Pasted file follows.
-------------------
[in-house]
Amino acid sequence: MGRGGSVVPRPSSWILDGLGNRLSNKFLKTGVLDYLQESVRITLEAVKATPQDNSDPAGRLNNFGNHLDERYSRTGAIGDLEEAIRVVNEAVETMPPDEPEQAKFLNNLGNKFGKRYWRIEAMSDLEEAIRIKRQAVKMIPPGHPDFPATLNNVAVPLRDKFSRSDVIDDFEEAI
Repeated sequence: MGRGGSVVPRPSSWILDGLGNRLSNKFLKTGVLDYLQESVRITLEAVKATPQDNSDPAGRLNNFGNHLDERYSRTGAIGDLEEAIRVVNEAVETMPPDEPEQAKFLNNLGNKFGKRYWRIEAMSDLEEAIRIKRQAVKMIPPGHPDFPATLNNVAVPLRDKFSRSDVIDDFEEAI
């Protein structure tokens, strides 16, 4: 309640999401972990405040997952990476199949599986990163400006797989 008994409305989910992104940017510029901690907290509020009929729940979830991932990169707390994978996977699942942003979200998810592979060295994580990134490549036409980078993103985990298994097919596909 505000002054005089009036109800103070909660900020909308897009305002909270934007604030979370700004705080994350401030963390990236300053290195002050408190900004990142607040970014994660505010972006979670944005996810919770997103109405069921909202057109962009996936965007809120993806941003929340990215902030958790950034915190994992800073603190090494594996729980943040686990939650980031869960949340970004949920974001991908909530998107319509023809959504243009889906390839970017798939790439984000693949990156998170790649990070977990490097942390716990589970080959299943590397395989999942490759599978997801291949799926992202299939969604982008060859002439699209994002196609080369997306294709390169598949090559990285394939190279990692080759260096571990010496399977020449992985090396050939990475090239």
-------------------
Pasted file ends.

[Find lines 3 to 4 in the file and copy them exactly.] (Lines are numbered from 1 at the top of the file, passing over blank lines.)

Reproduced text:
Repeated sequence: MGRGGSVVPRPSSWILDGLGNRLSNKFLKTGVLDYLQESVRITLEAVKATPQDNSDPAGRLNNFGNHLDERYSRTGAIGDLEEAIRVVNEAVETMPPDEPEQAKFLNNLGNKFGKRYWRIEAMSDLEEAIRIKRQAVKMIPPGHPDFPATLNNVAVPLRDKFSRSDVIDDFEEAI
């Protein structure tokens, strides 16, 4: 309640999401972990405040997952990476199949599986990163400006797989 008994409305989910992104940017510029901690907290509020009929729940979830991932990169707390994978996977699942942003979200998810592979060295994580990134490549036409980078993103985990298994097919596909 505000002054005089009036109800103070909660900020909308897009305002909270934007604030979370700004705080994350401030963390990236300053290195002050408190900004990142607040970014994660505010972006979670944005996810919770997103109405069921909202057109962009996936965007809120993806941003929340990215902030958790950034915190994992800073603190090494594996729980943040686990939650980031869960949340970004949920974001991908909530998107319509023809959504243009889906390839970017798939790439984000693949990156998170790649990070977990490097942390716990589970080959299943590397395989999942490759599978997801291949799926992202299939969604982008060859002439699209994002196609080369997306294709390169598949090559990285394939190279990692080759260096571990010496399977020449992985090396050939990475090239």